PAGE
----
aspose file tools*
The moose likes BEA/Weblogic and the fly likes web app authentication: users from oracle database. Big Moose Saloon
  Search | Java FAQ | Recent Topics | Flagged Topics | Hot Topics | Zero Replies
Register / Login
JavaRanch » Java Forums » Products » BEA/Weblogic
Bookmark "web app authentication: users from oracle database." Watch "web app authentication: users from oracle database." New topic
Author

web app authentication: users from oracle database.

Urh Srecnik
Greenhorn

Joined: Nov 02, 2009
Posts: 5
Hi,

I've built a sample web application (jsp/struts). It is currently using form based authentication (j_security_check).
Now, I'd like it to use users from Oracle database. I know about SQL Authenticator, but I'd like to authenticate against actual database users (users created by "create user identified by ..." and not users from some table in my schema).

* Can this be achieved by correctly configuring form based authentication (if yes, how?).
* What approach would you recommend for that kind of authentication?

btw, I'd like to deploy that sample application to WebLogic 10.3 server.
Deepak Bala
Bartender

Joined: Feb 24, 2006
Posts: 6662
    
    5

You want to authenticate against the users that login to the database instead of users that are available in a table, correct ?


SCJP 6 articles - SCJP 5/6 mock exams - More SCJP Mocks
Urh Srecnik
Greenhorn

Joined: Nov 02, 2009
Posts: 5
correct, yes...
Andy Kay
Greenhorn

Joined: Oct 26, 2009
Posts: 29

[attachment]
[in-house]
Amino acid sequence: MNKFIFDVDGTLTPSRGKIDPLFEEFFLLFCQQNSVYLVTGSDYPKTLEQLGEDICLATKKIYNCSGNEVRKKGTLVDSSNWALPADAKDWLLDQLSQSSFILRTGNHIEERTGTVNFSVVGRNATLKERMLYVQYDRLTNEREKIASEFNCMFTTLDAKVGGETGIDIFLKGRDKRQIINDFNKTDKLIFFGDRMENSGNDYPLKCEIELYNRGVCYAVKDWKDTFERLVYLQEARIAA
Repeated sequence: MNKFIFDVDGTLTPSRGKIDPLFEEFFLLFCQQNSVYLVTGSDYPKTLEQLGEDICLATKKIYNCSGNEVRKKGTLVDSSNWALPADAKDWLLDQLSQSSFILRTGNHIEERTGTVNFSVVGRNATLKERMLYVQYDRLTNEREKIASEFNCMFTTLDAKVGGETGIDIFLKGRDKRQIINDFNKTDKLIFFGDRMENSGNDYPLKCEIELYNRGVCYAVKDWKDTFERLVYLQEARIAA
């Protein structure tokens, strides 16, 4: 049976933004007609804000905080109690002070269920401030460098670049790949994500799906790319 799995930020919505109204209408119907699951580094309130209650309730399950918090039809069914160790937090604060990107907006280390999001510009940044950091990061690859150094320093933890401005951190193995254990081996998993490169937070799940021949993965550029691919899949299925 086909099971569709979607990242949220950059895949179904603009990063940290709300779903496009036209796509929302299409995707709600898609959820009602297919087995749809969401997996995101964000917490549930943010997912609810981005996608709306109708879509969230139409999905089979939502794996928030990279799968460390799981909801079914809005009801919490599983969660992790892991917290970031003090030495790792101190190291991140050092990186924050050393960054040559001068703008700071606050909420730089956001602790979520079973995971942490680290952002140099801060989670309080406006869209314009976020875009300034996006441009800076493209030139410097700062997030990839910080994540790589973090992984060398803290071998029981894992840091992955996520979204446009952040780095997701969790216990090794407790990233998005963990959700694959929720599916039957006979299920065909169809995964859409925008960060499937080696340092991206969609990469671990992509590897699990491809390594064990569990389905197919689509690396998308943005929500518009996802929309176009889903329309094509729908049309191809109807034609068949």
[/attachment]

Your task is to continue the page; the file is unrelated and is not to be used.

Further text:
Urh,

When you say authenticate against actual database users but not users from some database tables. The statement is kind of confusing.

However, If I understand you correctly, to achieve login authentication against data base, you will need to configure RDBMS authentication providers. There are three ways you can configure in weblogic:

1. SQL authentication provider - uses data base with read/write access.
2. Read only SQL authentication provider - all above with only read access
3. Custom RDBMS authenticator - you will need to write some custom plug-in code with your custom sql schema.

Hope the above information helps.

Andy


http://ananthkannan.blogspot.com
Urh Srecnik
Greenhorn

Joined: Nov 02, 2009
Posts: 5
Sorry for confusing statement.

1. and 2.: SQL Authentication provider requires me to issue something like "create table myusers". That is not what I want.
I'm not really sure about Custom RDBMS authenticator, however i don't want to modify any schema.

I want to authenticate against the usernames/passwords you use when connecting via JDBC for example or when you connect to the database using a tool like SQL*Plus.
Deepak Bala
Bartender

Joined: Feb 24, 2006
Posts: 6662
    
    5

Urh Srecnik wrote:Sorry for confusing statement.

1. and 2.: SQL Authentication provider requires me to issue something like "create table myusers". That is not what I want.
I'm not really sure about Custom RDBMS authenticator, however i don't want to modify any schema.

I want to authenticate against the usernames/passwords you use when connecting via JDBC for example or when you connect to the database using a tool like SQL*Plus.


Understood. I have never done this before. You should be able to get the list of all users using the all_users or dba_users table. Passwords are encrypted with some sort of salt, so getting this will be impossible without knowing the underlying implementation (at least to my knowledge).

A hack solution, is to get the user name and password from the user and try to establish a JDBC connection with the credentials. If it succeeds then you have the correct user name and password. Else the login was incorrect.
Urh Srecnik
Greenhorn

Joined: Nov 02, 2009
Posts: 5
Thanks for your answer.

"Hack solution" is what I was hoping to avoid
Tim Holloway
Saloon Keeper

Joined: Jun 25, 2001
Posts: 16145
    
  21